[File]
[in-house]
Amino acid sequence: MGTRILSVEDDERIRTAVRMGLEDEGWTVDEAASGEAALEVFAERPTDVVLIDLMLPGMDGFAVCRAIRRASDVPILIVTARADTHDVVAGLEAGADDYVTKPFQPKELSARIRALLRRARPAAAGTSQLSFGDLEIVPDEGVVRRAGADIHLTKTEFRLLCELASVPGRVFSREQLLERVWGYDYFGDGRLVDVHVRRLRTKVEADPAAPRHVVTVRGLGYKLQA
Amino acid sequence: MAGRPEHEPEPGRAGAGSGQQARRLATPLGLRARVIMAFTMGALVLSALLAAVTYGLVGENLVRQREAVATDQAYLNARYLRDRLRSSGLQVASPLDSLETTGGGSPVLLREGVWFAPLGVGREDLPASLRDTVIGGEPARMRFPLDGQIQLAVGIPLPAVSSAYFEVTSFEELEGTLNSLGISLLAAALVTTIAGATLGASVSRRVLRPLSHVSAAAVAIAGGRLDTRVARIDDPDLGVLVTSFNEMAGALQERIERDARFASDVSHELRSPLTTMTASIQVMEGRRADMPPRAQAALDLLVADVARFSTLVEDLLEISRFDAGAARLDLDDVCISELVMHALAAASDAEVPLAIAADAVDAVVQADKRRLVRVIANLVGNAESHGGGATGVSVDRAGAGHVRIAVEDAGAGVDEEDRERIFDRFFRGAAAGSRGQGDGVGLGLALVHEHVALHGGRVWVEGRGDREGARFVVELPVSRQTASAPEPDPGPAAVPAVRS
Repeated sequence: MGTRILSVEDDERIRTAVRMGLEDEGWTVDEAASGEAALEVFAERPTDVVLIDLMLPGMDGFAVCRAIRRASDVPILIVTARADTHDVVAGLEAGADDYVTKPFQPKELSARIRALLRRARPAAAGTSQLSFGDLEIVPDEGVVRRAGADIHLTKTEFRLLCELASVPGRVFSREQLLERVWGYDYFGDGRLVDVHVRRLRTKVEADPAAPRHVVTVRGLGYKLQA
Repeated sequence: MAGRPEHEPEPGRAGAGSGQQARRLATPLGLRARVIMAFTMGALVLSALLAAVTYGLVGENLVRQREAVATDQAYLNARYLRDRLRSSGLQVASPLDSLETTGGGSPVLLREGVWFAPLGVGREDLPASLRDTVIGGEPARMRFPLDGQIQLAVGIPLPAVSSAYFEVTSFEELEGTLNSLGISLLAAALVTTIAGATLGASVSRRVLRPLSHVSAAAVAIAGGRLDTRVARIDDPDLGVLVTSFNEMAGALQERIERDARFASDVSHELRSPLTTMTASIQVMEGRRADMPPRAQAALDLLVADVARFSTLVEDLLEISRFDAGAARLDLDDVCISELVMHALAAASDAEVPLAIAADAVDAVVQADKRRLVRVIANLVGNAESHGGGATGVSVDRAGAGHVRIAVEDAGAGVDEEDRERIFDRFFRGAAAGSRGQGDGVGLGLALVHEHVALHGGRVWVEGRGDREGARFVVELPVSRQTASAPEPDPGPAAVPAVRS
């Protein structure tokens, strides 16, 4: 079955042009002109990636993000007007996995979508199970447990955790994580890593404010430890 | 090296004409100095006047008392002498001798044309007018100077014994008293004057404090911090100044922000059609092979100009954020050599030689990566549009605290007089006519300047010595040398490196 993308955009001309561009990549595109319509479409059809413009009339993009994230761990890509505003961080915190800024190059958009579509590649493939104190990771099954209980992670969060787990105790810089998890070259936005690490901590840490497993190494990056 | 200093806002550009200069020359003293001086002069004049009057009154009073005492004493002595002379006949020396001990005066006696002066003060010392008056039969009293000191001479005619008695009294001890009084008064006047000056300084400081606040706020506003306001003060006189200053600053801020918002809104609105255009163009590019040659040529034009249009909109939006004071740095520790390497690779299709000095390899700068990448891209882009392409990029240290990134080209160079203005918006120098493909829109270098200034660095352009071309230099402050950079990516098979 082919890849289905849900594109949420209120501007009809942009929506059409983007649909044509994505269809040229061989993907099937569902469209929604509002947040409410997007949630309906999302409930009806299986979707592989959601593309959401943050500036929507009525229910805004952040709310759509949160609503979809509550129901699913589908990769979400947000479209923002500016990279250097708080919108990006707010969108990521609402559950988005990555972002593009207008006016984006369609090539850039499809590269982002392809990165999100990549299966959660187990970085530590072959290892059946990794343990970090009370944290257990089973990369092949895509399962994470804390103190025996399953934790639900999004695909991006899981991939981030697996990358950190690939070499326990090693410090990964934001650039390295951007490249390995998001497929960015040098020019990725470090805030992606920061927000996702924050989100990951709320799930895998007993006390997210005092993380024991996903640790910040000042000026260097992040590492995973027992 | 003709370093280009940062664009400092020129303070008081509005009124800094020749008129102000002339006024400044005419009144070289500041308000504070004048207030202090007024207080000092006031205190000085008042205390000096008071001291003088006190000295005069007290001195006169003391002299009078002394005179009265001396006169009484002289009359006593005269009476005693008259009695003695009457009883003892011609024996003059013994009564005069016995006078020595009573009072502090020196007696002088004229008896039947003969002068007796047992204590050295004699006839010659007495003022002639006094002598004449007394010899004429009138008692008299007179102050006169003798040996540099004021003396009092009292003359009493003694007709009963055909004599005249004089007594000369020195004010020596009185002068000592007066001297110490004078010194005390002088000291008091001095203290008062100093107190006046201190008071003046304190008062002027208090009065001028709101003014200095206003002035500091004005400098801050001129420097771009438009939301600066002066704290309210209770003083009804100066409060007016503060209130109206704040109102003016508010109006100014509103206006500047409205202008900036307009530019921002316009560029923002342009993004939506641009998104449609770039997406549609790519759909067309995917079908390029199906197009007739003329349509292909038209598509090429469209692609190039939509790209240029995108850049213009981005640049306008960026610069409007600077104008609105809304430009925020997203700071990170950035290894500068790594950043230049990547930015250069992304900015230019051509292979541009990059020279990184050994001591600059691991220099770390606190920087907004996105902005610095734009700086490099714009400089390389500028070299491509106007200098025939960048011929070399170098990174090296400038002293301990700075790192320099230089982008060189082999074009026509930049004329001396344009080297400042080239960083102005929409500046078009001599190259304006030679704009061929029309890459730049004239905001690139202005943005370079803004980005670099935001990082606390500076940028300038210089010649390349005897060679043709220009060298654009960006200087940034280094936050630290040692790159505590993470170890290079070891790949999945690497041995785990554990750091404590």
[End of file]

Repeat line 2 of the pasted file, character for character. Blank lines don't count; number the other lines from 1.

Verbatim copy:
Amino acid sequence: MGTRILSVEDDERIRTAVRMGLEDEGWTVDEAASGEAALEVFAERPTDVVLIDLMLPGMDGFAVCRAIRRASDVPILIVTARADTHDVVAGLEAGADDYVTKPFQPKELSARIRALLRRARPAAAGTSQLSFGDLEIVPDEGVVRRAGADIHLTKTEFRLLCELASVPGRVFSREQLLERVWGYDYFGDGRLVDVHVRRLRTKVEADPAAPRHVVTVRGLGYKLQA